The Crystal Palace hosted the first display of life-size dinosaur replicas in 1854.
On a series of three artificial islands and in the surrounding ponds, visitors to the 1854 World's Fair at the Crystal Palace in London saw the first life-size replicas of dinosaurs such as the Iguanodon, the Megalosaurus, and Pterodactyls, all created by sculptor Benjamin Waterhouse Hawkins.
Waterhouse Hawkins' dinosaur replicas offer a great opportunity for an inquiry-based project. Some of Hawkins' models are known for their minor errors or incomplete detail. Consider the horn on the Iguanodon or the submerged Mosasaur (with body obscured since only fossils of the head had been discovered). The replicas are in fact more of a historical artifact than an accurate scientific model.
After learning about Hawkins' replicas, do a study of what we know about these same dinosaurs today-what did Hawkins get right and where did he draw the wrong conclusions? Students could work individually or in small groups to investigate a dinosaur of their choice, comparing Hawkins' versions to current knowledge about the prehistoric animals. The ReadWriteThink Venn Diagram is a nice tool to help students organize and present their findings.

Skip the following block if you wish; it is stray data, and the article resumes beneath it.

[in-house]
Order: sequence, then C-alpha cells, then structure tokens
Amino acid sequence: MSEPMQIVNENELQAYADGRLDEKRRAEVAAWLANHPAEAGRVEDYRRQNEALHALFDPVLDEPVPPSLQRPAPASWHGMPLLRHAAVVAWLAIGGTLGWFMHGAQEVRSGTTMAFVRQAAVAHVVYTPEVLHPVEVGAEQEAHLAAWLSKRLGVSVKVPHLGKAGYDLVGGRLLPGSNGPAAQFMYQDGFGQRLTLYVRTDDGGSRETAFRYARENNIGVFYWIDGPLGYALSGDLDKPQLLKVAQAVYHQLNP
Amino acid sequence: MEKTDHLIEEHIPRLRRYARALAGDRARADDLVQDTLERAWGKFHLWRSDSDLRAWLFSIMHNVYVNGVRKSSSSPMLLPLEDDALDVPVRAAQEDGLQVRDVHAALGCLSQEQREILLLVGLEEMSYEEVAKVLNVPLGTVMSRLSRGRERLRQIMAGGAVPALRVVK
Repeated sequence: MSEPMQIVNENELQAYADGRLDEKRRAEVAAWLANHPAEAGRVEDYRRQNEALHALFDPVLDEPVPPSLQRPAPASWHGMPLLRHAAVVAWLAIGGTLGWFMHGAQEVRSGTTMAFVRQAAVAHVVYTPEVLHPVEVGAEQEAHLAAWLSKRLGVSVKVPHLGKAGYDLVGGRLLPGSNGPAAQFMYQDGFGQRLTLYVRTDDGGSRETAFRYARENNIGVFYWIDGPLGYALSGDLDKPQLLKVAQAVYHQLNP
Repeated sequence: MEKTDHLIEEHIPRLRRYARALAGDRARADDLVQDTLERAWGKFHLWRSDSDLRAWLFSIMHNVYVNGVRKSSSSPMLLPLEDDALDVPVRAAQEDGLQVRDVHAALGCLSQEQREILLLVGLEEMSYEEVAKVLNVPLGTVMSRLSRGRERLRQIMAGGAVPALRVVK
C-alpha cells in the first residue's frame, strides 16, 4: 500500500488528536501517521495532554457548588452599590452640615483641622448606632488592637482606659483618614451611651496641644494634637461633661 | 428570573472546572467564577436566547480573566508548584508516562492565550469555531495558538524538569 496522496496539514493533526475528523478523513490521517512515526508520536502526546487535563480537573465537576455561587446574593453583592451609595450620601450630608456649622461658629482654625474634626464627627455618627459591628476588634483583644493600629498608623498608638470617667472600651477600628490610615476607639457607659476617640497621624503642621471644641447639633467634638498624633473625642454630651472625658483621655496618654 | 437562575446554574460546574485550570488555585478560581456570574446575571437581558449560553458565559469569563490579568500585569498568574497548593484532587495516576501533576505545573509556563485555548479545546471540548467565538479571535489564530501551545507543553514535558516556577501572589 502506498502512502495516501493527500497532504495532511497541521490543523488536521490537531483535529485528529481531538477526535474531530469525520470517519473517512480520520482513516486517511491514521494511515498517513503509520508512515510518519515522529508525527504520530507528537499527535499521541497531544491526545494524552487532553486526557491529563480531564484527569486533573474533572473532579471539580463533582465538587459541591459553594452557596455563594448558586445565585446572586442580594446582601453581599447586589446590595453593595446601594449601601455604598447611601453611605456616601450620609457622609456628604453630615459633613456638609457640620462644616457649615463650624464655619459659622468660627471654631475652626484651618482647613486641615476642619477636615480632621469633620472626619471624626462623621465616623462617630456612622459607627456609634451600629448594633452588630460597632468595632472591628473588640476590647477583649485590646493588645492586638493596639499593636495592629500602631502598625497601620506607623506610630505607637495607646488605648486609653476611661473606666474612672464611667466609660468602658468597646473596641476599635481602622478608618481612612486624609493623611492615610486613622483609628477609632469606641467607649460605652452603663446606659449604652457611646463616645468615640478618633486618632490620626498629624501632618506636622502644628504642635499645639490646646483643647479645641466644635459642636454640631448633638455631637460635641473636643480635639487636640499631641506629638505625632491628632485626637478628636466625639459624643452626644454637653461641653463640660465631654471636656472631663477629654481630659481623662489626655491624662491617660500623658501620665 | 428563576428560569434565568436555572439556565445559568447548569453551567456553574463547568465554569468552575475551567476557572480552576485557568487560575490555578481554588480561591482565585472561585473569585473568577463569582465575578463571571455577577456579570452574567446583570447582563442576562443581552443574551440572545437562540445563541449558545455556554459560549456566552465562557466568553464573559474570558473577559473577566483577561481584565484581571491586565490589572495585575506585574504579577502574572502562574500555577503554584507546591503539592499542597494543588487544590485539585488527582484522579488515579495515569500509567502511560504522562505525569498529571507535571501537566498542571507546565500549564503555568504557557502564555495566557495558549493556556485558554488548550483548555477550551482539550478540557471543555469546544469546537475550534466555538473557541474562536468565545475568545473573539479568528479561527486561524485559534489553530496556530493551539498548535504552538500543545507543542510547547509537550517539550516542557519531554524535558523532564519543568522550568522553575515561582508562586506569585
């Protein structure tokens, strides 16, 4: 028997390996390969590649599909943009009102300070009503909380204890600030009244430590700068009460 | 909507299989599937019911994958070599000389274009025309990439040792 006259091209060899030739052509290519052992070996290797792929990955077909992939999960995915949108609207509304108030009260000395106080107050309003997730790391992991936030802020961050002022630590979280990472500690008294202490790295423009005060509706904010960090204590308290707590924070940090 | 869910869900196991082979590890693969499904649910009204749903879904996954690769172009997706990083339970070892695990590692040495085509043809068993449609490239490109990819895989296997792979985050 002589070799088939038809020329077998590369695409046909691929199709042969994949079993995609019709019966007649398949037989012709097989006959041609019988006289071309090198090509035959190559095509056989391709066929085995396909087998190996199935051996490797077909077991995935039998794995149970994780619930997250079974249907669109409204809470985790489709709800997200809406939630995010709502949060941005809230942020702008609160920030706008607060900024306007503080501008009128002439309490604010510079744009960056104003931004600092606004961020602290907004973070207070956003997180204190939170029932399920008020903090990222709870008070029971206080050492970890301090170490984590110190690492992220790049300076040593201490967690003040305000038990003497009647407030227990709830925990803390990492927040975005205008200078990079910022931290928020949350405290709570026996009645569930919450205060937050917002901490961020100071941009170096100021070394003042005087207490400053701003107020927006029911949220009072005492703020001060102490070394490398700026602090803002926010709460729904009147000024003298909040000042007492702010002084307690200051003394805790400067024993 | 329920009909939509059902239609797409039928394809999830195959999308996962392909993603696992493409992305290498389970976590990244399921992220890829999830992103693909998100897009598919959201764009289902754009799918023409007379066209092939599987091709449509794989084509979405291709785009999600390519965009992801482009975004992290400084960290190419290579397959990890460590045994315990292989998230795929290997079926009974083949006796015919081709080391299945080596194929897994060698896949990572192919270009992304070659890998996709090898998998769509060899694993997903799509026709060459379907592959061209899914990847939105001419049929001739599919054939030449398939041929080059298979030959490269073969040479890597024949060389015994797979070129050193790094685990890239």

This page from Smithsonian.com lists some dinosaur books appropriate for kids, along with brief descriptions.
Nyder's site includes photos of all the remaining dinosaurs in their original location on artificial islands outside the site of the original Crystal Palace building at Sydenham.
This Brooklyn College page details not only Hawkins' work on the Crystal Palace dinosaur replicas but also the ill-fated plans to build similar replicas in New York City.
Scientists out on a dig have found parts from six different dinosaurs. Put the parts together to create a dinosaur that really existed, OR create an imaginary dinosaur of your own!